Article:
I was very politically active in college, since I have a family the most I do is vote.
    Asside from giving some money to various causes I don't do anything.
    Contributing to open sourc

  • The obvious answer (Score:5, Insightful)

    by hamster_nz ( 656572 ) on Tuesday December 02, 2014 @12:12AM (#48503919)

    Could I contribute while mountain-biking? Could I contribute by ballroom dancing? Could I contribute while driving miniature steam engines in the park on Sundays? Could I contribute while acting in local Shakespeare plays? Could I contribute while woodworking? Could I contribute by going to the movies?

    It is simple, most people have hobbies that they enjoy spending their spare time on.

    Just because some people have a passion for Open Source and others find utility in it doesn't impart any sort of onus to assist development. Isn't that the ethos of Open Source - you can use it with no strings attached?

    You might as well ask the opposite - Why are there so few FOSS coders just dropping in at rest homes to talk to the elderly? Why are no FOSS coders painting murals in public spaces? Why are no FOSS coders picking up rubbish in the park? Why are no FOSS coders building mountain bike trails in the weekend?

    • Re: (Score:2, Funny)

      by Anonymous Coward

      Screw you!

      I'm a FOSS developer painting murals along a self-made mountain bike trail for the elderly. As far as the trash goes, that's usually what becomes of my mural.

  • I just don't give a shit enough to contribute. I already have hobbies. I get paid to administer, consult, develop, and test at work. Most of my hobbies do not involve computers (sports, reading, music, good ole fashioned napping). The few that do relate fairly closely to my line of work, which is largely closed source.

    tl;dr - neither the time nor the willingness to contribute to something that only affects me tangentially
  • by nine-times ( 778537 ) <nine.times@gmail.com> on Tuesday December 02, 2014 @01:06AM (#48504155) Homepage

    I think part of the reason people don't contribute is that, whether it's deserved or not, there's a perception that open source projects aren't friendly and aren't welcoming of input from "normal people". I can say that I've been in situations where I submitted a bug and had it ignored or else told that it wasn't a priority and the developer didn't care. I've offered feedback on ways that I thought the software could be improved, and was essentially told, "If you want that done, write it yourself. I'm just here to scratch my own itch." In a number of situations when I've participated in forum discussions, I've encountered the attitude that if you're not a programmer that can contribute code, you should butt out of the conversation.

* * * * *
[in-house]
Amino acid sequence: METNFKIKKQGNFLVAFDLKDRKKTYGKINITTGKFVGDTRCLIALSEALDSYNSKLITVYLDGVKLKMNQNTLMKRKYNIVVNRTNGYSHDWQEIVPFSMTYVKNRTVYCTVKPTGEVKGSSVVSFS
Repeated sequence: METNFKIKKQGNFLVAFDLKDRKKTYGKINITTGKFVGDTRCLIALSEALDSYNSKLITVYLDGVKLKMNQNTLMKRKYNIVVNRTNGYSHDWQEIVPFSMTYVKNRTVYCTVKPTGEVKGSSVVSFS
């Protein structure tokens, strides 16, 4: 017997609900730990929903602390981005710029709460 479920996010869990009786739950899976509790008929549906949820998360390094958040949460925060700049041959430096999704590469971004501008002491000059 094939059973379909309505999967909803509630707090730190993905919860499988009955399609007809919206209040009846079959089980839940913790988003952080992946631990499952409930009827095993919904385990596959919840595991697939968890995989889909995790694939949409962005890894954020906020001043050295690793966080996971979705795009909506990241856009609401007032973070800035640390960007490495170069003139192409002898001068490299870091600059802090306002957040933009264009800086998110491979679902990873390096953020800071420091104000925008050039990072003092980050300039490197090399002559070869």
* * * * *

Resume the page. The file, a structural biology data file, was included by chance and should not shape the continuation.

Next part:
There was one instance where I actually paid programmers to fix something in an open source project that my company needed to have fixed, and the project would not accept the fix for some reason they wouldn't explain. To be clear, this wasn't a new feature or some kind of redesign, but there was an open source project that wasn't working, we paid a couple of programmers to fix it and make it work, they were successful, and even those programmers (who had experience contributing to FOSS) were surprised when the fix was rejected without explanation. That's fine, since my company got what we needed out of the software once it was fixed, but I doubt anyone else ever got to benefit from the fix.

    Now, I'm not claiming that these handful of experiences represent every open source project out there. I'm sure there are projects that are very welcoming, but I haven't really experienced that. You ask why I don't contribute? It'd because nobody has asked, and my attempts to help have not been welcomed. And then when I've explained this on Slashdot before, people respond saying something like, "Well you need to approach the community in the right way. They have their own way of doing things, and you should spend time to learn about the community and do things the way they want things done, and then I'm sure they'll welcome your contributions."

    Which... you know... fine. Maybe that's true. But honestly, I don't care that much. My motivation to contribute my time and effort for free is pretty limited to begin with, and if people are going to make it even harder and less pleasant, then I'm not going to bother.

  • When I find open source programs that I use on a daily basis, I will usually donate money instead of time. I spend enough time on the computer at work as it is.

    I used to contribute, 7 or 8 years ago, to a program called jalbum by building a couple of different skins. Jalbum is a java based program that lets you build customized photo albums for your web site. However, the program got picked up as an internal engine for a couple of applications and then there was a rapid growth spurt in features and capab